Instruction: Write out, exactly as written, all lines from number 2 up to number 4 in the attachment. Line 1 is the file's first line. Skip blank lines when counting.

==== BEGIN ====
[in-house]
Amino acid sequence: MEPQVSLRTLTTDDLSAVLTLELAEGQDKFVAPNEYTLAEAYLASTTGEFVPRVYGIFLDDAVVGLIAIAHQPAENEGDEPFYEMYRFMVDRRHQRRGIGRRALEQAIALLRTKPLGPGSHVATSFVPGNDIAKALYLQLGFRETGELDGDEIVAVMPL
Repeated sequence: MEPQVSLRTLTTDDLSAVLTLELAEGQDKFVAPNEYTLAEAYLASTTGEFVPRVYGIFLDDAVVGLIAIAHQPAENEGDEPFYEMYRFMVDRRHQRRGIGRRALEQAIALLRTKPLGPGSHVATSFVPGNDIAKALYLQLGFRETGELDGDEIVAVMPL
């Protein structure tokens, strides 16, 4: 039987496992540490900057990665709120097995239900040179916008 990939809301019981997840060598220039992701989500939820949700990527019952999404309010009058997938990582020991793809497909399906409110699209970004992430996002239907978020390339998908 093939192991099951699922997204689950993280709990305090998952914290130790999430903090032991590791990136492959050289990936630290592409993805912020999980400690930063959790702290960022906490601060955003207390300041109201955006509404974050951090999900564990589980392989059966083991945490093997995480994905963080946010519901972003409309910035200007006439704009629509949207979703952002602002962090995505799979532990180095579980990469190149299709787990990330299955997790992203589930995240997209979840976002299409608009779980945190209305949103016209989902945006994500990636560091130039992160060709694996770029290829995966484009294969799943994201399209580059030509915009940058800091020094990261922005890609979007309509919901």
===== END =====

Amino acid sequence: MEPQVSLRTLTTDDLSAVLTLELAEGQDKFVAPNEYTLAEAYLASTTGEFVPRVYGIFLDDAVVGLIAIAHQPAENEGDEPFYEMYRFMVDRRHQRRGIGRRALEQAIALLRTKPLGPGSHVATSFVPGNDIAKALYLQLGFRETGELDGDEIVAVMPL
Repeated sequence: MEPQVSLRTLTTDDLSAVLTLELAEGQDKFVAPNEYTLAEAYLASTTGEFVPRVYGIFLDDAVVGLIAIAHQPAENEGDEPFYEMYRFMVDRRHQRRGIGRRALEQAIALLRTKPLGPGSHVATSFVPGNDIAKALYLQLGFRETGELDGDEIVAVMPL
């Protein structure tokens, strides 16, 4: 039987496992540490900057990665709120097995239900040179916008 990939809301019981997840060598220039992701989500939820949700990527019952999404309010009058997938990582020991793809497909399906409110699209970004992430996002239907978020390339998908 093939192991099951699922997204689950993280709990305090998952914290130790999430903090032991590791990136492959050289990936630290592409993805912020999980400690930063959790702290960022906490601060955003207390300041109201955006509404974050951090999900564990589980392989059966083991945490093997995480994905963080946010519901972003409309910035200007006439704009629509949207979703952002602002962090995505799979532990180095579980990469190149299709787990990330299955997790992203589930995240997209979840976002299409608009779980945190209305949103016209989902945006994500990636560091130039992160060709694996770029290829995966484009294969799943994201399209580059030509915009940058800091020094990261922005890609979007309509919901």